Monday, October 17, 2016

Fun on Campus

This past week, I attended a few truly varied and fun events on UPEI's campus and thought I would give a brief rundown of them here:

Firstly, on Tuesday the 11th, the well-known Canadian novelist Camilla Gibb visited our campus for a reading from her memoir. In my Canadian Prose class (my favorite of my courses) one of our assigned readings was Gibb's book The Beauty of Humanity Movement. The novel spans multiple generations in Vietnam from the ousting of the French in the 1950's to the present day. I had absolutely loved the book and was extremely excited to meet Ms. Gibbs. The reading was expressive and thought-provoking and made me eager to read more of her work. Afterwards she answered questions and signed people's novels. When it was my turn to have my copy signed, we talked a bit about her novel (she hadn't known that my professor, who had organized her visit, was also teaching one of her novels).

My book signed by Camilla Gibb!

In her memoir, Gibbs visited PEI with a friend. 
The beach above is referenced in her memoir and I was 
lucky enough to get to visit that beach this past weekend. 

The following night, I attended a Harry Potter trivia night hosted by the on-campus pub! Many groups were participating but I joined the English Society's team. We figured we had the contest in the bag, but the hosts, trying to up the difficulty from the previous year's tournament, had made sure to choose extremely difficult questions (What fragrances does Firenze use in his classroom?)! We were also an honest team and nobody googled any answers unlike some other teams with less moral fiber than us. 

Yet despite our loss, our group of English majors had a lot of fun. Conversations ranged from politics (both American and Canadian) to Grey's Anatomy to the wonderful Butterbeer the pub was serving in honor of the trivia night.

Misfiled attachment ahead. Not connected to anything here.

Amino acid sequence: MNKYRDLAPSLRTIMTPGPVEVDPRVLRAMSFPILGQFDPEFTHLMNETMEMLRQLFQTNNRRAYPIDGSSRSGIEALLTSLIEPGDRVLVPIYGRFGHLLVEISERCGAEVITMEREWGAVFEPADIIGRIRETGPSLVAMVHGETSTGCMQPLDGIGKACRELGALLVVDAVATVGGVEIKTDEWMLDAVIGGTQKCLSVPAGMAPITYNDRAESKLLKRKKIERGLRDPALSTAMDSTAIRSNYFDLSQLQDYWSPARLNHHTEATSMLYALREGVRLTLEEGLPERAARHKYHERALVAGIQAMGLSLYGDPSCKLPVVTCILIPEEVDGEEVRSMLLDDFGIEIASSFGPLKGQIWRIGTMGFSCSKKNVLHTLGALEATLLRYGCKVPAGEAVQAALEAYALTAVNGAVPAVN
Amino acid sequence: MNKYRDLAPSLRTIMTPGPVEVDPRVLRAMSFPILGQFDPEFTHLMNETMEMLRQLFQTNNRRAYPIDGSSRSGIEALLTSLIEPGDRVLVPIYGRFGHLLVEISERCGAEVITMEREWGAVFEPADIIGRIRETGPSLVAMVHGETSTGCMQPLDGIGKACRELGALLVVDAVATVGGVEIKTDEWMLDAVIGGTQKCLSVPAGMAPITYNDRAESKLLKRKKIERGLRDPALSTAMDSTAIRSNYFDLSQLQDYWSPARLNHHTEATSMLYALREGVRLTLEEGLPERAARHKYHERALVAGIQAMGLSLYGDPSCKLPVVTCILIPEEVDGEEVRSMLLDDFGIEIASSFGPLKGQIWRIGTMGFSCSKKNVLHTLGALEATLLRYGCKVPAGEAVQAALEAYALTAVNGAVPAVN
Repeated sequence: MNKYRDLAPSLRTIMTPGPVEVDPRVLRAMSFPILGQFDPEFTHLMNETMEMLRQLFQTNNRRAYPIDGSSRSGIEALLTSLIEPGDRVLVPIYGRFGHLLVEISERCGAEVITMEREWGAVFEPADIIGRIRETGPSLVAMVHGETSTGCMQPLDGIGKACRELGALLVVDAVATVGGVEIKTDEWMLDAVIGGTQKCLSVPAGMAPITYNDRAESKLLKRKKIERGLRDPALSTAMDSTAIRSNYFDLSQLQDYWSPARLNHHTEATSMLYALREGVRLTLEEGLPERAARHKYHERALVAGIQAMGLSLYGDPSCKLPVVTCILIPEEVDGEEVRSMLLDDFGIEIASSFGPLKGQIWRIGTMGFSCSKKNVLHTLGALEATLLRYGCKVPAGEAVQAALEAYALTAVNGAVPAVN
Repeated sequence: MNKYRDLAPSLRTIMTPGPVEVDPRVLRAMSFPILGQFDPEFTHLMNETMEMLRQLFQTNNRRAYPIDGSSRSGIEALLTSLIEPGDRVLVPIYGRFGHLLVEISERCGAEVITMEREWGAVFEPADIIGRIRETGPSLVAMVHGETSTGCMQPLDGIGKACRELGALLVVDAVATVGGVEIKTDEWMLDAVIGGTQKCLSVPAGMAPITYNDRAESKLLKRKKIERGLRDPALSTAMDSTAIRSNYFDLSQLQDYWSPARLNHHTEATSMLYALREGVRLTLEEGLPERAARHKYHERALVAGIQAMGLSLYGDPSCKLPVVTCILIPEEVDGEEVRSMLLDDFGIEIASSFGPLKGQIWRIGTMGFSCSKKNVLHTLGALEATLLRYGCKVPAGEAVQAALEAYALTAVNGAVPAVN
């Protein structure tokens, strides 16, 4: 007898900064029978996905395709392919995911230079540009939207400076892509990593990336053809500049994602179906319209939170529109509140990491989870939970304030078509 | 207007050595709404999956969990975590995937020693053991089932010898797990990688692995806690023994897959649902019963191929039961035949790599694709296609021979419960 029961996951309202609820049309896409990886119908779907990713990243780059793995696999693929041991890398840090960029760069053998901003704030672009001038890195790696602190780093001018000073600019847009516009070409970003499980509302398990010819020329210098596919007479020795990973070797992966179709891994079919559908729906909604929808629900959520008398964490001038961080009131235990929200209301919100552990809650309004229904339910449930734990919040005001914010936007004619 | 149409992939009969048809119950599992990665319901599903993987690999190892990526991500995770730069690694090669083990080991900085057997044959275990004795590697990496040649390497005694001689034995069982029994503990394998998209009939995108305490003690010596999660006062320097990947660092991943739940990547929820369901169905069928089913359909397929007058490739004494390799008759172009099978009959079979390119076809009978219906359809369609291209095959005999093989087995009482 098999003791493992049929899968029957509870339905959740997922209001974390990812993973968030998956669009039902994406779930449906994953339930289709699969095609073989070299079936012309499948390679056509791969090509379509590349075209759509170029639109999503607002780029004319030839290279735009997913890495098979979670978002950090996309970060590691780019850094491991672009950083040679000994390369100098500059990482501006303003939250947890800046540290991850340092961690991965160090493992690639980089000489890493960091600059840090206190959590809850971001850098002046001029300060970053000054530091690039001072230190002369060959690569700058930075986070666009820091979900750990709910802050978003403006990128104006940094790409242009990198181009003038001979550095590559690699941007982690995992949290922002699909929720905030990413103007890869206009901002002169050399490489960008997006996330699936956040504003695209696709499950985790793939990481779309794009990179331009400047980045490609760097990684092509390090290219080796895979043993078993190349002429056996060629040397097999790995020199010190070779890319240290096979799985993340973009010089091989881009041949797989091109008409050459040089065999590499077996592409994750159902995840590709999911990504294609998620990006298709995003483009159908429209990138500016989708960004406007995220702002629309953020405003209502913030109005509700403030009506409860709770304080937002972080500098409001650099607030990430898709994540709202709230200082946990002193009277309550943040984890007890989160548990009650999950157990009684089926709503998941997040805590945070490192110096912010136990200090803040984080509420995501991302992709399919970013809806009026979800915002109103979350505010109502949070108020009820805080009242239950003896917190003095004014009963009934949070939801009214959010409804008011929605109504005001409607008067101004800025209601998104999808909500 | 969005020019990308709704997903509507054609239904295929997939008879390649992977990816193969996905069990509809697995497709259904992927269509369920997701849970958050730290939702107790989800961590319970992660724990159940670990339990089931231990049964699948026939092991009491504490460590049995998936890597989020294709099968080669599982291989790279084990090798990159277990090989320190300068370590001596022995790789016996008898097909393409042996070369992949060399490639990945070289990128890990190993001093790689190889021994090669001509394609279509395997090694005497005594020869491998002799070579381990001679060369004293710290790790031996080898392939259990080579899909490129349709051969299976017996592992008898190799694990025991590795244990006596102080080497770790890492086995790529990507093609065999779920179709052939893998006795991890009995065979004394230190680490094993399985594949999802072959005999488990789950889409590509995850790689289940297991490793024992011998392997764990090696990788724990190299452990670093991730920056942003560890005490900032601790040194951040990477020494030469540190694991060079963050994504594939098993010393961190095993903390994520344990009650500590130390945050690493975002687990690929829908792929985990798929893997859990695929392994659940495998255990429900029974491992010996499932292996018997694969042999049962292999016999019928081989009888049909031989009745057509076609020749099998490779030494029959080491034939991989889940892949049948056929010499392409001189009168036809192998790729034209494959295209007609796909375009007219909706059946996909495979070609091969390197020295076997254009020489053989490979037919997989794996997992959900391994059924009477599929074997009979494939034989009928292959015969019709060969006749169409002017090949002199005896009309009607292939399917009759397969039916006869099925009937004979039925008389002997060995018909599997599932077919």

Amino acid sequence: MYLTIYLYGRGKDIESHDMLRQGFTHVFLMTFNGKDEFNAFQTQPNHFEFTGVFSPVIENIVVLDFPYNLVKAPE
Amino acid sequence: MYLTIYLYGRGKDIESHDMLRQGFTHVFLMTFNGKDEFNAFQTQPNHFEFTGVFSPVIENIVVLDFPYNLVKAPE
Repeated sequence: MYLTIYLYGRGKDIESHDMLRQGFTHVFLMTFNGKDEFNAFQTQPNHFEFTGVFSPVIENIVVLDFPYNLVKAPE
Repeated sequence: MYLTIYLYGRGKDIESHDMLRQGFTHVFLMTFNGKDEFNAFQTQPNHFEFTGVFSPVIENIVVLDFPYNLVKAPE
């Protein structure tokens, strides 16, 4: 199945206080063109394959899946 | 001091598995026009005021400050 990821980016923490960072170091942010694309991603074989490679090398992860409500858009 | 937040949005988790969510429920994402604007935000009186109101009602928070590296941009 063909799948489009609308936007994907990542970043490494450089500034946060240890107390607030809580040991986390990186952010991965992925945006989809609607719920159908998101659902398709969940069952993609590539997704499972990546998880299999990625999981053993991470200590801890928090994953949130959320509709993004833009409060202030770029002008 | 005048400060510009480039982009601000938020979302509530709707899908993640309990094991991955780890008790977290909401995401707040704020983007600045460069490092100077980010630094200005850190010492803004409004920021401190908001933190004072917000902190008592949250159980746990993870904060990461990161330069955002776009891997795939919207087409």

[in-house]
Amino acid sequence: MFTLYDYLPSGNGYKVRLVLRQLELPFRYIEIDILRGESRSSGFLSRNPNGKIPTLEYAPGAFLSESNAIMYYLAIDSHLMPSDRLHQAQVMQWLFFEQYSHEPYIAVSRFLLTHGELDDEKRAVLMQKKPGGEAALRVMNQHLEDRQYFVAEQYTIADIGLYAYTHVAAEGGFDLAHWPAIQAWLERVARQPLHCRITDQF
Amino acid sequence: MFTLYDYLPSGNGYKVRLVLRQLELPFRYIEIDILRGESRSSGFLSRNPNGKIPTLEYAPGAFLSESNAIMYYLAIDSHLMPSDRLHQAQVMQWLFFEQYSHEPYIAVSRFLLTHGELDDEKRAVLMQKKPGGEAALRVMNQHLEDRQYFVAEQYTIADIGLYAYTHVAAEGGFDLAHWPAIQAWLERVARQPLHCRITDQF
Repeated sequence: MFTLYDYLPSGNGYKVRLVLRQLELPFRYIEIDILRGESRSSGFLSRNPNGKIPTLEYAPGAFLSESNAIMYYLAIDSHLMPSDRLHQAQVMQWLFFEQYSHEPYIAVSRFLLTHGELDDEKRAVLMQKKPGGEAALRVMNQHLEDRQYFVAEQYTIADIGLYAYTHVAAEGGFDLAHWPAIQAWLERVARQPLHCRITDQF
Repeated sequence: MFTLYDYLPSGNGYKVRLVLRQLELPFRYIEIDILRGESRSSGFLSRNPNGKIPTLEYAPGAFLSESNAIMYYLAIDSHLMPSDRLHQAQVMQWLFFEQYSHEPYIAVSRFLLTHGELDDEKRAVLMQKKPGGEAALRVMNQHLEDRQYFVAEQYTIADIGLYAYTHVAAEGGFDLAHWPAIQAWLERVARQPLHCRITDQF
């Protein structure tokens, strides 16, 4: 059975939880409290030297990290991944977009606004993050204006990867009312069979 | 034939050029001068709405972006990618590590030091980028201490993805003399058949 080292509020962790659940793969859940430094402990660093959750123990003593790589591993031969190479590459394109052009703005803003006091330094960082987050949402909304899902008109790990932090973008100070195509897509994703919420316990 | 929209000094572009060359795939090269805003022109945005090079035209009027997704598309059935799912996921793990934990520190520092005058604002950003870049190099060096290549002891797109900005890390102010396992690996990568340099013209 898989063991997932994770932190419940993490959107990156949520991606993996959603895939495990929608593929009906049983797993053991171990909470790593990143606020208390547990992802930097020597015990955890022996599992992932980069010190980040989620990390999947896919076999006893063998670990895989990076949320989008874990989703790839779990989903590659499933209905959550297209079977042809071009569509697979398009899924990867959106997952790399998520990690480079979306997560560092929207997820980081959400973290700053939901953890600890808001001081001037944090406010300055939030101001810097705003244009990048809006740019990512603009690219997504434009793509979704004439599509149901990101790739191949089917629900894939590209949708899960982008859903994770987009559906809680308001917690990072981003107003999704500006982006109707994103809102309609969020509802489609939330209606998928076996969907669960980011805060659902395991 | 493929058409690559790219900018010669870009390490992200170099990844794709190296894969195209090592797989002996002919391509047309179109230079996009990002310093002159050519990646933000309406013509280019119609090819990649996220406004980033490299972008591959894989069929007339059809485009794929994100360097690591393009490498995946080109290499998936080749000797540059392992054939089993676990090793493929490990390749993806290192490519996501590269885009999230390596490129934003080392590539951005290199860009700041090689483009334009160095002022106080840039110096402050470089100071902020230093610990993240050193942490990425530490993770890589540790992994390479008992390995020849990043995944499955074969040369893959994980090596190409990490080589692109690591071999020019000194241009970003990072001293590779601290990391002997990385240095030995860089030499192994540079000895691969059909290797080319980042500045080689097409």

Finally, on Saturday, I attended my first ever hockey game featuring the UPEI Panthers versus the Universite de Montreal . As this was also my first time to actually watch hockey outside of a cinematic setting, I went in with absolutely no idea as to the rules of the sport. My two friends I attended the hockey match with were equally clueless and over the course of the game we were more than a little surprised as to what was constituted a foul and what didn't. From one goalie losing his glove in the midst of a pile up, to a player having his stick cracked in half, to players grabbing the puck out of the air with their hands, to a guy who actually threw down his stick in order to go after a member of the opposing team, play continued on, uninterrupted, to our ever raised eyebrows. 

We were only three rows from the glass, guaranteeing excellent 
views whenever the players pushed each other into the walls.

--My friends and I were sitting in a section with a lot of other international students and the first time the puck banged against the high fiber glass walls separating us from the rink, we all jumped back in surprise--
Selfie-time at the rink. During the game we also discussed what 
the most popular sports are in our respective countries 
(US: football. Taiwan: baseball. South Korea: baseball and soccer).